However, PHMSA is not yet pushing for compliance with the new requirements, and instead has chosen (at least in the near term) to let service providers police themselves and submit for new testing and certification in good faith.
Intrinsically Safe System
New perforating technology has been introduced that delivers improvements in both well site safety and efficiency. The system removes the risks associated with the arming process by providing an addressable and RF-safe system that is immune to high voltage and current levels. The firing system is built on a low-voltage, digital communication platform, and has been proven to communicate successfully and initiate on command during more than 1.5 million initiations without incident.
This digital technology also allows all system components to be verified prior to running down hole, including the addressable switch, RF-safe detonator, and RF-safe ignitor.
The new system uses industry’s first and only intrinsically safe detonator, making it the preferred choice for operating in hazardous areas such as an oil and gas well site. The wire-free, plug-and-go detonator design is easy to install at the well site, requires no on-site wiring, and allows the system to be tested fully before it is run down hole (Figure 1).
Because the detonator cannot be energized by AC or DC electrical power, battery, induced static electricity, lightning strike to the lubricator, or an accidental Megger test of the wireline cable, accidents have been avoided. The detonator itself is shipped separately from the system’s gun modules, thereby eliminating risks associated with shipping armed JPGs, which is central to PHMSA’s changes.
To add another layer of complexity, RF-safe distances are detailed by the Institute of Makers of Explosives in SLP 20–Safety Guide for the Prevention of Radio Frequency Radiation Hazards in the Use of Commercial Electric Detonators (Blasting Caps).
SLP 20 contains a representative list of transmitter types (ranging from standard AM transmitters to television, CB radio and cell phones) with associated safe distances from more than 3,000 feet for AM transmitters down to five feet for cellular signals (Table 2). The majority of service-intensive well site operations take place within 100 feet of the wellhead, making it desirable to arm, test and service perforating guns within this radius (Figure 2).
Because of the detonator’s intrinsically safe design, the minimum safe distance requirement is virtually eliminated. The design also enables parallel well operations without depth restrictions or radio silence. Normal well site operations can continue while the gun string is lowered into and raised from the well. Surface explosive handling is minimized, and arming can be conducted at any time without interrupting other well site activities. This reduces surface downtime and greatly limits risks to the environment or to personnel handling the system.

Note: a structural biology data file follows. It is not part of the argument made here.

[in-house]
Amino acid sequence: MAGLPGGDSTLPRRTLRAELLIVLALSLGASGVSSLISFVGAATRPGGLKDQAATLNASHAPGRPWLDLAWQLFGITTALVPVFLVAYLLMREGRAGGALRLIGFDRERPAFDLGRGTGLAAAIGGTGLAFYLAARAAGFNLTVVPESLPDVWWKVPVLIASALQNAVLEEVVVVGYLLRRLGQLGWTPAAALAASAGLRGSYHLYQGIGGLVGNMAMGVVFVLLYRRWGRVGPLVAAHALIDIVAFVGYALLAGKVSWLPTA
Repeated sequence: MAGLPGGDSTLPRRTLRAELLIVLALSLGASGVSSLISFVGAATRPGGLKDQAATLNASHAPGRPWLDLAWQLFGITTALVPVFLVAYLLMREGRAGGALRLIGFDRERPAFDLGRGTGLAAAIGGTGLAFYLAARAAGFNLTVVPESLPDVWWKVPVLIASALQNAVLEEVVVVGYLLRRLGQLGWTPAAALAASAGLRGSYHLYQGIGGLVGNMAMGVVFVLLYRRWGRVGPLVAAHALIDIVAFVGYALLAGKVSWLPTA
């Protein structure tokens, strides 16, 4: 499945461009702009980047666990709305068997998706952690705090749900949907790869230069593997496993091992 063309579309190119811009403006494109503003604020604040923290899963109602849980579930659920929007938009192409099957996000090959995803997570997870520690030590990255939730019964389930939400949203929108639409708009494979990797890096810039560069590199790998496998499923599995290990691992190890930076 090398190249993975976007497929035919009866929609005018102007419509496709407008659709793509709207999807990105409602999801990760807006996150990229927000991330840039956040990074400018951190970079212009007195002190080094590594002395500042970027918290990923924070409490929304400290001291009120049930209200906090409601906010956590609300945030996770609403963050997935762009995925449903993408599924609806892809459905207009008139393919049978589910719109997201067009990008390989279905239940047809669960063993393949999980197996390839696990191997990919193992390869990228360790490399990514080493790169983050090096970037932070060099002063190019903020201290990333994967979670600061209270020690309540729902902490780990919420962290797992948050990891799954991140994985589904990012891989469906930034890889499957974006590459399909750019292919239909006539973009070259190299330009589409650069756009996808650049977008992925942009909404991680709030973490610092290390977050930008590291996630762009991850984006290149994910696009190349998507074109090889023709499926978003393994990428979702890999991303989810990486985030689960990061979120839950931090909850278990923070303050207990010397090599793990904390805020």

In field operations, this new, intrinsically safe detonator technology has delivered a dramatic impact on the reliability and safety performance of perforating operations. Before the system was introduced, companies using resistorized detonators experienced system efficiencies of 98.0 percent, meaning that wireline misruns or misfires occurred at a failure rate of 2.0 percent.
After launch, the new system quickly demonstrated efficiency that reached 99.41 percent, or one failure per 420 runs. With continued refinement to system components, manufacturing and assembly processes, along with well site operating procedures, the efficiency rate now exceeds 99.9 percent and continues to increase.
In addition, each perforation stage run with the system reduces completion time by an average of 32 minutes, compared with conventional systems. Surface-level transitions from gun to gun and well to well drive this time savings, resulting in fewer days on location and significant cost savings to operators.
Achieving greater efficiency in perforating systems can help lower overall completion costs, particularly in long, horizontal wellbores in unconventional plays. The new, intrinsically safe detonator arming process, with its fully factory-assembled perforating system design, a simplified mechanical field assembly process and fewer failure points, is helping to reduce the number of misruns while increasing efficiency and minimizing costs.
Classified as a Group 2 “safe” detonator, the system’s ability to conduct PHMSA-, SPL 20- and API RP 67-compliant operations, shipping and surface testing greatly reduces the risk of an unintended detonation at any stage of explosive handling or transport. The intrinsically safe detonator design minimizes the required safe zone at the well site during the arming process and in the post-run rig down.
Because the detonator and gun are shipped to the well site as separate units, the system complies with guidelines for transportation that are documented in the newly revised HMR; 49 CFR. With this system, technology advancements have delivered a perforating gun system that is easier to arm and test, safer to transport and handle, and more efficient to operate.
THILO SCHARF is product line director for DynaEnergetics’ new DynaStage™ factory-assembled, Performance-Assured™ perforating system for improved well site safety and efficiency. He joined DynaEnergetics in 2011 after an 11-year career at Schlumberger Oilfield Services. His main areas of interest are perforating technology, explosive safety and oil well completion methods/techniques. Scharf holds an engineering degree in applied physics and biomedical engineering from WHZ, Zwickau in Germany, and an M.S. in nondestructive testing from the Robert Gordon University in Scotland.